• The present invention relates to a handle, and more particularly to a handle that can be used with multiple attachments and that secures to a person's forearm in order to facilitate the use of the attachments.
  • 2. Description of the Related Art
  • A total of twenty-seven bones, joints and soft tissues such as muscles, ligaments and tendons make up a person's hand and wrist. Because the hand and wrist are anatomically complex, they are both subject to numerous types of injuries and degenerative disorders. Some of the disorders that a person may experience to their hands and wrists include strains, arthritis, contusions, tendonitis, cumulative trauma disorder (CDT) of the wrist and carpal tunnel syndrome (CTS). Some of these disorders, such as tendonitis and CTS, are the result of repetitive hand, finger or wrist movement.
  • Injuries or degenerative disorders affecting the hands or wrists, including the loss of a hand, can make the use of tools with long handles, such as brooms, rakes and shovels, difficult, painful, or even impossible. The difficulties may arise from loss of grip strength, loss of manual dexterity, or pain. In fact, the continued or repetitive use of long-handled tools may cause injuries, such as tendonitis and CTS, to a person's hands and wrists because the lever action of a tool having an elongated handle increases the strain on a user's wrists. Many long-handled tools are designed for a person with two serviceable arms, and much of the force and motion imparted to the tool is delivered by the motion of the wrist. Similarly, a person who has lost a hand has great difficulty in using long-handled implements.
  • Several devices have been proposed for improved implements that reduce the strain on a person's wrists when using certain kinds of hand tools. Many of these devices involve a brace that encompasses the forearm to distribute the weight of the hand tool more evenly. Typically, the brace is connected directly to the tool or to a coupling device that is employed so that multiple tools may be used with the same brace. Most of the solutions put forward have been inadequate because of discomfort to the user, difficulty in putting the brace on initially, and ineffective distribution of stresses. Thus, a forearm handle for the disabled solving the aforementioned problems is desired.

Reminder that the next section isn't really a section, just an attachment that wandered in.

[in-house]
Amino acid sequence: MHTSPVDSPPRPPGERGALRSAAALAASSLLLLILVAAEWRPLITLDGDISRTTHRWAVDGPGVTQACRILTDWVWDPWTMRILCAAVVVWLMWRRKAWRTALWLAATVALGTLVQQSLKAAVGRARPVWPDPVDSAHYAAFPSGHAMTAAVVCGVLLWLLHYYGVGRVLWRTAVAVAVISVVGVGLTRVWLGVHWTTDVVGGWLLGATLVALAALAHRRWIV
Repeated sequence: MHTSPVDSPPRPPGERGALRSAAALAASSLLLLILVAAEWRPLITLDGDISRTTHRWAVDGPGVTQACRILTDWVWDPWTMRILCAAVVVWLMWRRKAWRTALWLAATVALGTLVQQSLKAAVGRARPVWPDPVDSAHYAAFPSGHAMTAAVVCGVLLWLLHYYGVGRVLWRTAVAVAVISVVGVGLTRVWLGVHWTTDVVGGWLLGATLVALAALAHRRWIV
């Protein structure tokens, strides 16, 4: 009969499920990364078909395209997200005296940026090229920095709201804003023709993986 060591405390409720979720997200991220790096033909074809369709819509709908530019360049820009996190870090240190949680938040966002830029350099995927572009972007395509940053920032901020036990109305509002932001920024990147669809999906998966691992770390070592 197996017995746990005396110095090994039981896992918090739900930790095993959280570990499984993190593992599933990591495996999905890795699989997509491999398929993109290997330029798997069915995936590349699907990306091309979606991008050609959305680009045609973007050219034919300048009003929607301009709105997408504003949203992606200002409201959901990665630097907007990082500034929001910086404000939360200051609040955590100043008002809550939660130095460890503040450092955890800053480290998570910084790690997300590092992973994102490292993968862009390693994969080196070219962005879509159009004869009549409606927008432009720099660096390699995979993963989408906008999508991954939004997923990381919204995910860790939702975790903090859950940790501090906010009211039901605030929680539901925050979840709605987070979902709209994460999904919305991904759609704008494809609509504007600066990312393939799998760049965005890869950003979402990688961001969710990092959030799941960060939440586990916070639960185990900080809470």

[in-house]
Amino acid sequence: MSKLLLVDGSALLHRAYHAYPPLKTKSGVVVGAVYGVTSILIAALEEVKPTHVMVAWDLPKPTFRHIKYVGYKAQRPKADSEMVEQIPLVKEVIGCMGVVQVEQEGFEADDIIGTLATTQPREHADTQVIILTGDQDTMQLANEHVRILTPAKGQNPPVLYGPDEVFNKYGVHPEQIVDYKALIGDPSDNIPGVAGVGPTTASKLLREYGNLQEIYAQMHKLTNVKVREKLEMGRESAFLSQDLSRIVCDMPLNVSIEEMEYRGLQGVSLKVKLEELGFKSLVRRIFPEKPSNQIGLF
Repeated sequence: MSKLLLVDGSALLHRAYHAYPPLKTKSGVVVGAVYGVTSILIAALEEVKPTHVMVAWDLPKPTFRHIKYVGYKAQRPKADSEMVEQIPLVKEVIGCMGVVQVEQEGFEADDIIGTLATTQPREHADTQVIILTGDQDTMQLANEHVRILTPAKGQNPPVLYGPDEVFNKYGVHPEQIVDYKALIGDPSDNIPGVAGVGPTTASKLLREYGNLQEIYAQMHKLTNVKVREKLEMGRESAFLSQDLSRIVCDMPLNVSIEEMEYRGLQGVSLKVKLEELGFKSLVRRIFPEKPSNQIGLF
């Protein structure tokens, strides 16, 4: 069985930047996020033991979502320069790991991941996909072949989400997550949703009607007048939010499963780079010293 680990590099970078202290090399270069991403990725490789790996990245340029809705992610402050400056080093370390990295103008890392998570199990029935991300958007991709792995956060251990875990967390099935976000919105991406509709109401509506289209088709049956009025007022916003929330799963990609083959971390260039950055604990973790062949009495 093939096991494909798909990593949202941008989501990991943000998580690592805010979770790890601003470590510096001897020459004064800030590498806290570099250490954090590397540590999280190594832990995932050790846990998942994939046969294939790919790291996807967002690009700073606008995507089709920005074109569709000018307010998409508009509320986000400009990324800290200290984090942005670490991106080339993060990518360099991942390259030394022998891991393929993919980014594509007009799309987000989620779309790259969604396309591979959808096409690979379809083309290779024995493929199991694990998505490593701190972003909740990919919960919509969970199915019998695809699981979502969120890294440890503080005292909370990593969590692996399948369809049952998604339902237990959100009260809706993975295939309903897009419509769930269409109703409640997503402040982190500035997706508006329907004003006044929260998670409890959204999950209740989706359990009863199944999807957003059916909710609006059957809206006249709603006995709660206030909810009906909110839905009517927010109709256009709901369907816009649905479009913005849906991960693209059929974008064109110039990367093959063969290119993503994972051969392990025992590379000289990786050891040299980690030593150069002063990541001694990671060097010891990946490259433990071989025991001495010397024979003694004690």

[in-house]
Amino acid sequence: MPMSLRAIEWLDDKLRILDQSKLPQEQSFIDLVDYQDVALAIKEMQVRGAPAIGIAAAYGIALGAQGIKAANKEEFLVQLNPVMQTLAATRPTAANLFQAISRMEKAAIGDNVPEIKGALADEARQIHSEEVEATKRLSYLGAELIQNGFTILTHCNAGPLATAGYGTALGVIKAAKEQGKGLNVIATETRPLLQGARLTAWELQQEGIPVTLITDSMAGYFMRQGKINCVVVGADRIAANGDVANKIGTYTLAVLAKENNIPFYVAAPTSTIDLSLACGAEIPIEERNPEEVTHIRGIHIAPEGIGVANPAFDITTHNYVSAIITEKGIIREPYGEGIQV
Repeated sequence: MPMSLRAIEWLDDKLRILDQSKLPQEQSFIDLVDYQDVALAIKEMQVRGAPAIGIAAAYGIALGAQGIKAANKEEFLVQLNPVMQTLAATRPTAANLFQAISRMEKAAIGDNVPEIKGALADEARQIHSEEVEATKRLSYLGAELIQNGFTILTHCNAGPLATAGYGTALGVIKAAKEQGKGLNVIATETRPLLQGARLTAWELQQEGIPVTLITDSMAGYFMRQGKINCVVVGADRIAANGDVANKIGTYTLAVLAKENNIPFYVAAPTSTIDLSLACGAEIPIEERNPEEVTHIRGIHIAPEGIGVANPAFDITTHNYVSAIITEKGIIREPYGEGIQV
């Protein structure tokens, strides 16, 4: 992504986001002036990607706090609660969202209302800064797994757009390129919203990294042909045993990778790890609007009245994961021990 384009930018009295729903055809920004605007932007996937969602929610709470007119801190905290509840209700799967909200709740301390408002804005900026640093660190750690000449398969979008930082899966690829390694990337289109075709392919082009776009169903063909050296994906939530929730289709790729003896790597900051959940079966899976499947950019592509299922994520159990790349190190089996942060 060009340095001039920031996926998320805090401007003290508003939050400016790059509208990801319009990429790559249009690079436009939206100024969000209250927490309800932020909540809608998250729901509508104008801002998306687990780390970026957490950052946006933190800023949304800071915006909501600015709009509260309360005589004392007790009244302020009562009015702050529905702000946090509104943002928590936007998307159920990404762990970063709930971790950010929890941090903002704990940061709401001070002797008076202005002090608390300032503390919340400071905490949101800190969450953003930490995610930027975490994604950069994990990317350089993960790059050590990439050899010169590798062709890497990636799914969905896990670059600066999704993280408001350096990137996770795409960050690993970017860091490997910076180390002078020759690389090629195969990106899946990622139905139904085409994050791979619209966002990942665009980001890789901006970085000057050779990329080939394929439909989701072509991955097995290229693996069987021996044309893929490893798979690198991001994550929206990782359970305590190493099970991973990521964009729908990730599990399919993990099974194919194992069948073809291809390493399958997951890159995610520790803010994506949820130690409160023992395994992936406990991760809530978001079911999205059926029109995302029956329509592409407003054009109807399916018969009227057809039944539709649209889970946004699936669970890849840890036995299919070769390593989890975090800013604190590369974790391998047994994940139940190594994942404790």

• SUMMARY OF THE INVENTION
  • The forearm handle for the disabled is a device that fits over the forearm of a user and allows the user to do many tasks with one arm that normally require two arms, such as raking, sweeping, or shoveling, while at the same time greatly reducing the stress placed on the wrist. The forearm handle is a frame that fits over the forearm of a user from just below the elbow to below the hand. The frame has two brackets running along the sides of a user's forearm. At the elbow end of the frame the brackets are connected by a first pivoting U-shaped member. At the hand end of the frame the brackets are connected by a D-shaped handle having a grip and a socket. A second pivoting U-shaped member is placed between the brackets approximately at the position of a user's wrist. Also extending between the brackets are an elastic strap placed between the first and second U-shaped members, and a hook and loop fastener strap placed between the second U-shaped member and the D-shaped handle. The socket on the D-shaped handle is for the attachment of brooms, mops, shovels, sporting accessories, a crutch, or the like. Any implement that may be fitted with a handle for attachment to a socket may be used with the forearm handle.
  • The frame of the forearm handle is generally contoured to match the shape of a user's forearm so that the same forearm handle may be worn on either a user's left or right arm. The frame is of molded construction. The U-shaped members may be padded to ensure maximum comfort of the user. The U-shaped members are pivoting so that the forearm handle may be worn either palm up or palm down, according to the needs of the user. The elastic strap and the hook and loop strap secure the forearm handle to the user. Both the hook and loop strap and the elastic strap may be adjusted by the user with his or her teeth. The grip of the D-shaped handle may be replaced by a cup so that the forearm handle can be used by a person who is missing a hand.
  • These and other features of the present invention will become readily apparent upon further review of the following specification and drawings.
  • BRIEF DESCRIPTION OF THE DRAWINGS
  • FIG. 1 is a perspective view of a forearm handle for the disabled according to the present invention.
  • FIG. 2 is an environmental perspective view of a forearm handle for the disabled with an arm inserted palm down.
  • FIG. 3 is an environmental perspective view of a forearm handle for the disabled with an arm inserted palm up.
  • FIG. 4 is an environmental perspective view of a forearm handle for the disabled with a cup attachment for person's missing a hand.
  • FIG. 5 is a perspective view of a forearm handle for the disabled with a broom attachment.
  • FIG. 6 is a perspective view of a forearm handle for the disabled with a rake attachment.
  • FIG. 7 is a perspective view of a forearm handle for the disabled with a crutch attachment.
  • FIG. 8 is a close up view of the bottom of the crutch attachment of FIG. 7.
  • Similar reference characters denote corresponding features consistently throughout the attached drawings.
  • DETAILED DESCRIPTION OF THE PREFERRED EMBODIMENTS
  • The present invention is a forearm handle for the disabled, designated generally as 10 in the drawings and referred to as the “forearm handle.” Referring to FIGS. 1-3, the forearm handle 10 is designed to receive attachments that allow a user afflicted with a handicap in their arm, wrist, or hand to do many tasks with one arm that normally require the use of two arms, while at the time removing the stress from the wrist and distributing the stress across the forearm. The forearm handle 10 is further designed to be used by persons who have lost a hand, or by people who suffer no handicaps that still wish to relieve the strain on their joints caused by the use of long-handled or pole tools, such as mops, brooms, and shovels.